Margherita di Savoia, the piedomtese beauty that had descended the Boot all the way down to Naples (a place that was familiar to her like the North Pole), granted a pair of wings to the everyday meal of the neapolitan crowds... She loved the taste and simplicity of true life baked in an oven. It does not surprise the italians who know by heart the famous saying that goes like this: “La regina Margherita mangia il pollo con le dita”. Her fingers were her forks when she ate chicken! It means more than that, of course. A lady, a queen, but a woman at heart all the same. A woman who loved pizza. Just like all of us.

venerdì 21 ottobre 2011

Stars and evangelists

There were five of us, little ones, in the villa. We flew down from heaven holding hands, first the twins and then, every second year, in this order my sister Sara, my brother Marco and last and maybe also least myself: Ester. When my mother found out that she was pregnant for the fourth time, with three little boys running around the place and one little girl hiding behind her skirts (something that she hated...), she sunk on the sofa and heaved outloud for everybody to hear: "Not another one!". This was my sweet welcome in this world. She tried her best to loose me, easy task as, during my nine months stay in her pretty womb, she moved, with her large italian family, from an ground floor apartment off the parco degli Scipioni to the white villa, a paradise of garden and rooms, that was to become our house for good. I can just see her, face - let's say - to the wardrobe, pushing and pushing with all her migh, red cheeks and all. I, myself, dancing inside her, happy as a bumble bee, in a lovely shake shake... I was born on a winter's day, without a name. I should have been Matthew, if a boy, beacuse my mother wanted the poker of the evangelists. Gian (for John) luca (for Luke) was one of the twins, two names in a go, good shot! Marco (for Mark) the third son, so only Mathhew was left over for little me, the Matthew that I saw, much later, on a Caravaggio painting in the dark church of Saint Louis of the French near Piazza Navona. A light hits the fellow and his face goes: "Me?", fingers pointing to his chest..  That could have been me. My grandma Stella (for Star) came to the rescue: "Why not call her Ester?". Ester, a star, like herself. That was that. I was Ester and God bless me.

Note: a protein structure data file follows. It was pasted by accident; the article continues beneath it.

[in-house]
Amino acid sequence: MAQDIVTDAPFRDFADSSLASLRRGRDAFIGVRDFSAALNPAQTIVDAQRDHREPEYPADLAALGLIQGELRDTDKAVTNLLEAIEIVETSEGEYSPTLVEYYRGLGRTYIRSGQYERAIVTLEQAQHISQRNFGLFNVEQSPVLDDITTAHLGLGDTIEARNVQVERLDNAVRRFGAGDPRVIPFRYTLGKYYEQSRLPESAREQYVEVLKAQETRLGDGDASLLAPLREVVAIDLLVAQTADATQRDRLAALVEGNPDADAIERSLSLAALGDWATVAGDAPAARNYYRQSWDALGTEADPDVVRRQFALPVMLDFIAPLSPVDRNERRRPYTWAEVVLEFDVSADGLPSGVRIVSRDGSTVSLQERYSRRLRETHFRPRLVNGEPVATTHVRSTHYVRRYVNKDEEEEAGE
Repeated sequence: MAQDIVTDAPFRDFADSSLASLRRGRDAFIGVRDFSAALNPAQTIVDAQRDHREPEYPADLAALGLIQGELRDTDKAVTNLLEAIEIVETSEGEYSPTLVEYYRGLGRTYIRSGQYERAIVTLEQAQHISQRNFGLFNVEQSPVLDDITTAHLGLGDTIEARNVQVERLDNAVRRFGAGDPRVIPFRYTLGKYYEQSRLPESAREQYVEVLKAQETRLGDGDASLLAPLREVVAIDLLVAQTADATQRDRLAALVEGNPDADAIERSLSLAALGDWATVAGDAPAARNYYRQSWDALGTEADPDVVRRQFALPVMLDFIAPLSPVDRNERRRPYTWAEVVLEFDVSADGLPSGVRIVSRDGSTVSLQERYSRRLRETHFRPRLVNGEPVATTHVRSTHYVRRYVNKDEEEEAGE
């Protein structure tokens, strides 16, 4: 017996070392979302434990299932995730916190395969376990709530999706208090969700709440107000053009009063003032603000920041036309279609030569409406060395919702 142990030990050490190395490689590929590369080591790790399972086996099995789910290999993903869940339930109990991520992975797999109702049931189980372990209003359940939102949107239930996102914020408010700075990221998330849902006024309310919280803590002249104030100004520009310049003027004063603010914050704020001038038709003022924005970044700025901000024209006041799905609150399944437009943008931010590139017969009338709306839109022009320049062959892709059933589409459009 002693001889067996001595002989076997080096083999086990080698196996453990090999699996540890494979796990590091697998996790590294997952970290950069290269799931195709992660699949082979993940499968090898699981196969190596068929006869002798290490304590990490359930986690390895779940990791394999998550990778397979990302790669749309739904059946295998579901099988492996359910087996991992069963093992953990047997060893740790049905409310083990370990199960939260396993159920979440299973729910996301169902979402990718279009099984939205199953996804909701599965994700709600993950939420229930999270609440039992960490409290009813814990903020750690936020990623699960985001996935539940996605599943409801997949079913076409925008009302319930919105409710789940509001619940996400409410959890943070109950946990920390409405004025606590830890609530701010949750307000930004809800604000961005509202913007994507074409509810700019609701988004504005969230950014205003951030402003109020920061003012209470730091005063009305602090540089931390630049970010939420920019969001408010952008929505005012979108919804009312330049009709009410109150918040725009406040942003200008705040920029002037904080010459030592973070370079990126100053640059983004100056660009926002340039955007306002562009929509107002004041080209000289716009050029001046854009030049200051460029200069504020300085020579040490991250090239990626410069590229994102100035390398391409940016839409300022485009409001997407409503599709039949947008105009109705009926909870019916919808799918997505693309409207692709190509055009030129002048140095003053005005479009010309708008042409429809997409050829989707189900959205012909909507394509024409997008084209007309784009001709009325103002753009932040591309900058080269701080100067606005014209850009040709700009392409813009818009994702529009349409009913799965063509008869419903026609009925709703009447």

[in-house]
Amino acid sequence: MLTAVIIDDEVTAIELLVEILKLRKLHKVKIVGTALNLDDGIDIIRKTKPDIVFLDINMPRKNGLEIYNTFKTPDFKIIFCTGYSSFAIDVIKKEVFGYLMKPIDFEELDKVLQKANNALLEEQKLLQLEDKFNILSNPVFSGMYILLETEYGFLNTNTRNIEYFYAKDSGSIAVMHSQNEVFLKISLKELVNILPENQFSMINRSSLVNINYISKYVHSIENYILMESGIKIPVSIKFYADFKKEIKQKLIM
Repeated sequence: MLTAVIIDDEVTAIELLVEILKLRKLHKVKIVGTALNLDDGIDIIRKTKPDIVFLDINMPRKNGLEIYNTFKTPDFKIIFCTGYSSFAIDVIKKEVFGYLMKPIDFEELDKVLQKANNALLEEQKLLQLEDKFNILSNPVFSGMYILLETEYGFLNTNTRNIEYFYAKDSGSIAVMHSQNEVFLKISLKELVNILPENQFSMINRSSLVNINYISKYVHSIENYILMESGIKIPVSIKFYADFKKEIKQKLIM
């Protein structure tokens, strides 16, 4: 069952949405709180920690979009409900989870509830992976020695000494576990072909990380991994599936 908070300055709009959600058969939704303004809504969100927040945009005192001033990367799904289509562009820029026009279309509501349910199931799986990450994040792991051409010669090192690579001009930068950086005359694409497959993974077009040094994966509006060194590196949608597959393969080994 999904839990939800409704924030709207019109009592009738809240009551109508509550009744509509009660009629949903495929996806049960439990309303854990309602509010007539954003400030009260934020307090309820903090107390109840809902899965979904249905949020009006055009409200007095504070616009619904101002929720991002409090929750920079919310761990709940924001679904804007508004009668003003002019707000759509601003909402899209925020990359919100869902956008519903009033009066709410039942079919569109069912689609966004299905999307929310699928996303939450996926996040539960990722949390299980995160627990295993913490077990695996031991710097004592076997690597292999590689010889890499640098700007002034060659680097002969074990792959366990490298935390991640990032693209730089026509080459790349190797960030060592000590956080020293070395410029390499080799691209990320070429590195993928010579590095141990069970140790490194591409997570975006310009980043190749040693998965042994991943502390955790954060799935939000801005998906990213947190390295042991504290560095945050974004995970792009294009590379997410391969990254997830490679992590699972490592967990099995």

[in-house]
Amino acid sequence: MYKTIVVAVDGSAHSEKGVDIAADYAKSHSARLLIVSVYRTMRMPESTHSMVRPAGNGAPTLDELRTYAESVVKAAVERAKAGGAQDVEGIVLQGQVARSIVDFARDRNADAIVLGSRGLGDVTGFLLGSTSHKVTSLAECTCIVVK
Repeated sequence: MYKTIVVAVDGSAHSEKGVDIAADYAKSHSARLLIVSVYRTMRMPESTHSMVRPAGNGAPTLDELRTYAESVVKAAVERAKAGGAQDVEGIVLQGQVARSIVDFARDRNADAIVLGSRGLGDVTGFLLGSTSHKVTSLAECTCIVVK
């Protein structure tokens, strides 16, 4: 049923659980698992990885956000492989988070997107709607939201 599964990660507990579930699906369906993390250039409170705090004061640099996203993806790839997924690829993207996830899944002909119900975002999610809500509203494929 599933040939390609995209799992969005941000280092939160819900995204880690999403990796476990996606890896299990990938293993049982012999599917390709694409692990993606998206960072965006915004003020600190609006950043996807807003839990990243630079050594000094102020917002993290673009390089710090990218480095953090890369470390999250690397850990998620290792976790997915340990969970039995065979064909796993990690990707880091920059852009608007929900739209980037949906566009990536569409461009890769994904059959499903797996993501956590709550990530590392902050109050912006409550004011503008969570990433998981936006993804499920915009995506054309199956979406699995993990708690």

giovedì 20 ottobre 2011

The voice of the dead

In the Ponti household, tradition wanted the masters to be either professors or sultans. The “professors” were family men, loyal to their wives, backs straight, guardians of the papers, knots and  thorns of the family; the sultans were quite their opposite: skirt chasers, windy in thought, moody and, often enough, they themselvers core of the family problems... The lawyer, my father, was of the first type; his brother, my uncle, of the second. They both got married in those long lost years of the late Fifties and they both had five children and, funnily enough, both had  twin boys: the major twins (my brothers) and the minor ones (my cousins). Age made the difference, my brothers arrived eight years before my cousins did and so, that is that.
My mother was all but a “professoressa”. She wore short, quick hair when all around her women paraded cotton candy heads; she married in short, no veil, no nothing, when brides, in those days of memory, looked like sugar cakes. The wife of the journalist, my aunt, to soothe her loneliness due to her husband's balloon head passed long forlon afternoons recording the voices of the dead. “Did you hear them?”, she asked me once with pleading eyes. I only heard deep silences and the rustle of the tape. My mother, ice in her eyes, said: “We must go now...”. And we went.
Many years later, I was watching, for the sake of someone else, a James Bond movie that my father, already passed away, loved like a life he had not had. I thought wouldn't it be great if he was here! In that I heard a furious rattle coming from the kitchen, as if some neighbour was hammering nails at that time of night. I translated the language of the dead. My father was saying: I'me here too! The voice of the dead.